Franky Costanza (Dagoba’s drummer) about Gojira : « L’Enfant Sauvage becomes the ultimate proof that they are the new Metallica. I think they’re really close to that. »

Dialogue between Franky Constanza (Dagoba) and Mario:

Franky : : I’ve been carefully listening to the interview, I read the track-by-track column and it really got me anxious to hear the album. I wanted to talk with Mario and with the audience sincerely. Before asking a question there are a few things I’d like to say. Like everyone else, I’m really anxious to listen to “L’Enfant Sauvage”. By reading the track-by-track, I think there are plenty of things I’m gonna like. I’m a huge Gojira fan ever since “Terra Incognita”, we’ve share the stage over the years more than twenty times. It’s been an honor for me, every time there’s a lot of joy in playing before Mario, and talking about drums with him. I’d like to say that I love the band both musically and personally, really. The band deserves the evolution and the success that it’s had. I’d also like to say that thanks to their success and their accomplishments, they give a lot of dreams, courage and hope to thousands of French bands by showing that even though we’re French, which hasn’t always been appreciated by big international metal labels in general – Gojira being the exception that proves the rule – it’s still possible to make it. They’ve made it clear that a band who really wants it, puts all its heart and energy and all its talent, a lot of humanity, can manage to go beyond the borders and can plant a huge French flag on planet Earth. And that’s something that moves me a lot; I’m almost emotional about it. I especially wanted to pay my respect to Gojira and their accomplishments up until today, and I wish the best for them, an even bigger success, and especially that this album, “L’Enfant Sauvage” becomes the ultimate proof that they are the new Metallica. I think they’re really close to that.

That being said, now I’ll ask my question, so I’ll put my drum-journalist cap on: over the years, I’ve seen your playing style become more and more powerful, the way you hit the drums, the wideness of your movements. As a drummer, I understand that it’s a different deal to play at the Hellfest, the Elysée Montmartre or in a small club. So I wanted to know if, first of all, you concur with what I’ve noticed in the evolution of your playing style over the years. That ever more powerful way to hit the drums, American-style, so to speak, has that been conditioned by the fact that you’ve been opening for Metallica in huge venues or stadiums? And also, do you prepare differently a show opening for Metallica at the Stade de France, compared to a two-thousand-people venue when it comes to the adrenaline, the communication with the audience, the energy? Those little drummer things, in the moments before hitting the stage, do you experience them differently whether you have a stadium to fill or a small venue?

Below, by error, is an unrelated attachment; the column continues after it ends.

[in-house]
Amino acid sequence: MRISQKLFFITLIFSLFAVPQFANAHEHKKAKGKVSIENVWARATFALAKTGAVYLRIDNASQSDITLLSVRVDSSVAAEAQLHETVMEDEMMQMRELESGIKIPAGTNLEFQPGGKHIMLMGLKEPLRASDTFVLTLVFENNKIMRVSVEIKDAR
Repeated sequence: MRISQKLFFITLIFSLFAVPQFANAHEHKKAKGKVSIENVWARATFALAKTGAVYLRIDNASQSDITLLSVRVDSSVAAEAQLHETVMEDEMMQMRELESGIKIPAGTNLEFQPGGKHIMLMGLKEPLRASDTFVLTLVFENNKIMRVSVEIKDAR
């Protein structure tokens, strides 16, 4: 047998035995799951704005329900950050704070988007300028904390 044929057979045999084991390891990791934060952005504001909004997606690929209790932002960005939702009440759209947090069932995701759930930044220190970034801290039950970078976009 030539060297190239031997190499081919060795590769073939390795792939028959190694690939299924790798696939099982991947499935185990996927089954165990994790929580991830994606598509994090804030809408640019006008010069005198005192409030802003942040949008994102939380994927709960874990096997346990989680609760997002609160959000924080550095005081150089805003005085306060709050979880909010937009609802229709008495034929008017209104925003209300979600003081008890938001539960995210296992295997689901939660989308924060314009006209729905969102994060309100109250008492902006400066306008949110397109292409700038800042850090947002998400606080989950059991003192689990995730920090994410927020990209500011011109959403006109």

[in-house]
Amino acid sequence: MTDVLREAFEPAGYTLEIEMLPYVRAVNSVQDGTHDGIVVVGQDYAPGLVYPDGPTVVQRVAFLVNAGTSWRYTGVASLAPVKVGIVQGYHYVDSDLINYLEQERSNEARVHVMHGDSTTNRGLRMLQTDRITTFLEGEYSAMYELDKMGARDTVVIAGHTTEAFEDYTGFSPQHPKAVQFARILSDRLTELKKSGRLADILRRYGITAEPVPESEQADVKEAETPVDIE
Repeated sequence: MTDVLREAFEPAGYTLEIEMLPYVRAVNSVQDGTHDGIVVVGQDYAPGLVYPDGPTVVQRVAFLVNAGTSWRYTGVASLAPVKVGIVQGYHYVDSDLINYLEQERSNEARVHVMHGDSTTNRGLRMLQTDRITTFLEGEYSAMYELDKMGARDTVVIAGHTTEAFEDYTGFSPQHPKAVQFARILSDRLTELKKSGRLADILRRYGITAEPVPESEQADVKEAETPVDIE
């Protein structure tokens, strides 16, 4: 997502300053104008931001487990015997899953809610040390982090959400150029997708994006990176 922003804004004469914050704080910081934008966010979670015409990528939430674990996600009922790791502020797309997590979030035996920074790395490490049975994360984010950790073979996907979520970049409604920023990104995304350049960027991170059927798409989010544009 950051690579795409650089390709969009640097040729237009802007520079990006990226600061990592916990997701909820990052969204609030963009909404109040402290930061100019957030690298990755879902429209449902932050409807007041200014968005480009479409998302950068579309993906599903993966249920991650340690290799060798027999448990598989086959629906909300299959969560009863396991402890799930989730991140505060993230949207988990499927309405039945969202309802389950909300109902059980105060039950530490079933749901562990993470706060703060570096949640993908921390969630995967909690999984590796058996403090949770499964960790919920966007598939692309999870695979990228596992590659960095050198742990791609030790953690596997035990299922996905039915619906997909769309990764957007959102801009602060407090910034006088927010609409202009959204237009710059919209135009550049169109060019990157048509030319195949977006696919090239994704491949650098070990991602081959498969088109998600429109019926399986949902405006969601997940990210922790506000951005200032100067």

Mario : I’m going to try to assemble all the elements, but first I’d like to thank you for everything you just said, that deeply moved me. It went straight to the heart; I really heard everything you said. I’d like to pay my respects to you as well. This is all kind of cheesy! [laughs] Franky, I have an enormous amount of respect for you since the first time I saw you play. It was at Colmar and I’ll remember it all my life. I’ve been really blown away by your energy, your enthusiasm, the way you hit the drums… I respect that a lot, I often reference you when there are French drummers we want to talk about. I spontaneously talk about you. I think you’re a fucking machine! [laughs] Now, I’m gonna try to put the pieces back together. Yes, indeed, I don’t play the same way as I used to… Let’s say it’s the fact that we’ve toured in huge venues with American and European bands. When I say American, I’m talking about bands who are used to playing in big venues, I’ve been amazed by their wide movements. That’s something that I like, I’ve always been really visual. For example, I’m gonna talk about Coal Chamber though it’s not really my kind of music. I remember seeing them in Spain and I remember how the drummer moved. I was fascinated. Even though it’s not my type, I’m not into neo metal, I’m not an emo. But there’s something that really resonated with me, the visual aspect, I like that. It’s almost like dancing, it’s really powerful. I always wanted to do that kind of drumming, and it’s true that having opened for giants was kind of a… How can I say this? You owe it to yourself to do a show that can measure-up, kind of a way to push your own limits. That lead me to have wider movements. It comes from a rage, your inner voice saying “we’re gonna make it, we’re gonna impose our music, we’re gonna do a big show”, and that goes through a chaotic relationship with your body. That being said, my motto among my mates is that, may it be a bar or a stadium, the intention and the energy is the same. The only problem with playing in bars (that still happens in the US, in small venues) is to find a solution so that the cymbals don’t deafen everyone! But apart from that, it’s the same dynamic: at each show I give all I’ve got. From start to end I try to stay at the top of my ability, at 100%. The goal is to feel empty when I leave the stage. I love that amplitude because I love visual drummers. By the way, you also have a very visual style, which I love. There are a few like that. There’s Pierre Belleville (ED: ex-Lofofora, The Do), as well, who’s also an incredible drummer with a very visual playing style and to whom I pay tribute to. And there are drummers like Dave McClain, from Machine Head, I don’t know if you remember seeing them live. The memory of Dave McClain raising his arms like that… And drummers like that of Candiria. There are plenty of corporal drummers. I love that, I’ve always loved that, I’ll do everything I can to keep that.